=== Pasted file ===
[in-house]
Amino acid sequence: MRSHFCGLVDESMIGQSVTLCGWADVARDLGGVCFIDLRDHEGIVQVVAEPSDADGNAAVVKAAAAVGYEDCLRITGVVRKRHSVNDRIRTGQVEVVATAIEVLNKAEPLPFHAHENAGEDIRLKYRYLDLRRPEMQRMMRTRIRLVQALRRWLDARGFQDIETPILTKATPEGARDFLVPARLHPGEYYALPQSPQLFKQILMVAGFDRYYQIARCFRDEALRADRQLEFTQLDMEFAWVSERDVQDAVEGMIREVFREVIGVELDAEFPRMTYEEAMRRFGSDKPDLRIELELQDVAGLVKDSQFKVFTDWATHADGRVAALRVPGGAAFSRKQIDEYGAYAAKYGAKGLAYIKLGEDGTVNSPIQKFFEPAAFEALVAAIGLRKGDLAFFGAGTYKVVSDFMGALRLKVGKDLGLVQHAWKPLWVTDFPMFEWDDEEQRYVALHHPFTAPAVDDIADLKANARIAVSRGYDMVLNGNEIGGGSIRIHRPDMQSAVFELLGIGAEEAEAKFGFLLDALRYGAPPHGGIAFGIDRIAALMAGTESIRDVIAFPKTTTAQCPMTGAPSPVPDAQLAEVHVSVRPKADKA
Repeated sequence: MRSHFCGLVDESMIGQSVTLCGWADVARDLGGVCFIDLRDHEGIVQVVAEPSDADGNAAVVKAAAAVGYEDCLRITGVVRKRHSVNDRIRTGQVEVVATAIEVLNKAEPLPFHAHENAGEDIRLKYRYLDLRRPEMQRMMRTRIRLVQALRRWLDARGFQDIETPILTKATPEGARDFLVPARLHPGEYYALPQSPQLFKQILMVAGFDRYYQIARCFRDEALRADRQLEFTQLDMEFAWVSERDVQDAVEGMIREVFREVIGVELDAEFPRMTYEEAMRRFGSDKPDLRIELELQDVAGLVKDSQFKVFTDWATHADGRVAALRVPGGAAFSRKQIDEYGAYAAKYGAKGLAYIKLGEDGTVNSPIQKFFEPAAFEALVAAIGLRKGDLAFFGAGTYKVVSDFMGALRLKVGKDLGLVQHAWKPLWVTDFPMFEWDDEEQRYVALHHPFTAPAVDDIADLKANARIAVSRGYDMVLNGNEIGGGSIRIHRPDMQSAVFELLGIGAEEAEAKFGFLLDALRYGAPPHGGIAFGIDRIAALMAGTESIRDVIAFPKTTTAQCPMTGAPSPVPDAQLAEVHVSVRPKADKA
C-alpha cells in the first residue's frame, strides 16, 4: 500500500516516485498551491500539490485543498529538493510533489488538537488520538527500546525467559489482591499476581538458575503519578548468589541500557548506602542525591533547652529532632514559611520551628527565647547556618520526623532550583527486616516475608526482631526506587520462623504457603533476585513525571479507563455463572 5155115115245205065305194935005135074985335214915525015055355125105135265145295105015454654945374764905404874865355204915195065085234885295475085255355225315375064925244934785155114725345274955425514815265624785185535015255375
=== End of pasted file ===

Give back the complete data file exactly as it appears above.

[in-house]
Amino acid sequence: MRSHFCGLVDESMIGQSVTLCGWADVARDLGGVCFIDLRDHEGIVQVVAEPSDADGNAAVVKAAAAVGYEDCLRITGVVRKRHSVNDRIRTGQVEVVATAIEVLNKAEPLPFHAHENAGEDIRLKYRYLDLRRPEMQRMMRTRIRLVQALRRWLDARGFQDIETPILTKATPEGARDFLVPARLHPGEYYALPQSPQLFKQILMVAGFDRYYQIARCFRDEALRADRQLEFTQLDMEFAWVSERDVQDAVEGMIREVFREVIGVELDAEFPRMTYEEAMRRFGSDKPDLRIELELQDVAGLVKDSQFKVFTDWATHADGRVAALRVPGGAAFSRKQIDEYGAYAAKYGAKGLAYIKLGEDGTVNSPIQKFFEPAAFEALVAAIGLRKGDLAFFGAGTYKVVSDFMGALRLKVGKDLGLVQHAWKPLWVTDFPMFEWDDEEQRYVALHHPFTAPAVDDIADLKANARIAVSRGYDMVLNGNEIGGGSIRIHRPDMQSAVFELLGIGAEEAEAKFGFLLDALRYGAPPHGGIAFGIDRIAALMAGTESIRDVIAFPKTTTAQCPMTGAPSPVPDAQLAEVHVSVRPKADKA
Repeated sequence: MRSHFCGLVDESMIGQSVTLCGWADVARDLGGVCFIDLRDHEGIVQVVAEPSDADGNAAVVKAAAAVGYEDCLRITGVVRKRHSVNDRIRTGQVEVVATAIEVLNKAEPLPFHAHENAGEDIRLKYRYLDLRRPEMQRMMRTRIRLVQALRRWLDARGFQDIETPILTKATPEGARDFLVPARLHPGEYYALPQSPQLFKQILMVAGFDRYYQIARCFRDEALRADRQLEFTQLDMEFAWVSERDVQDAVEGMIREVFREVIGVELDAEFPRMTYEEAMRRFGSDKPDLRIELELQDVAGLVKDSQFKVFTDWATHADGRVAALRVPGGAAFSRKQIDEYGAYAAKYGAKGLAYIKLGEDGTVNSPIQKFFEPAAFEALVAAIGLRKGDLAFFGAGTYKVVSDFMGALRLKVGKDLGLVQHAWKPLWVTDFPMFEWDDEEQRYVALHHPFTAPAVDDIADLKANARIAVSRGYDMVLNGNEIGGGSIRIHRPDMQSAVFELLGIGAEEAEAKFGFLLDALRYGAPPHGGIAFGIDRIAALMAGTESIRDVIAFPKTTTAQCPMTGAPSPVPDAQLAEVHVSVRPKADKA
C-alpha cells in the first residue's frame, strides 16, 4: 500500500516516485498551491500539490485543498529538493510533489488538537488520538527500546525467559489482591499476581538458575503519578548468589541500557548506602542525591533547652529532632514559611520551628527565647547556618520526623532550583527486616516475608526482631526506587520462623504457603533476585513525571479507563455463572 5155115115245205065305194935005135074985335214915525015055355125105135265145295105015454654945374764905404874865355204915195065085234885295475085255355225315375064925244934785155114725345274955425514815265624785185535015255375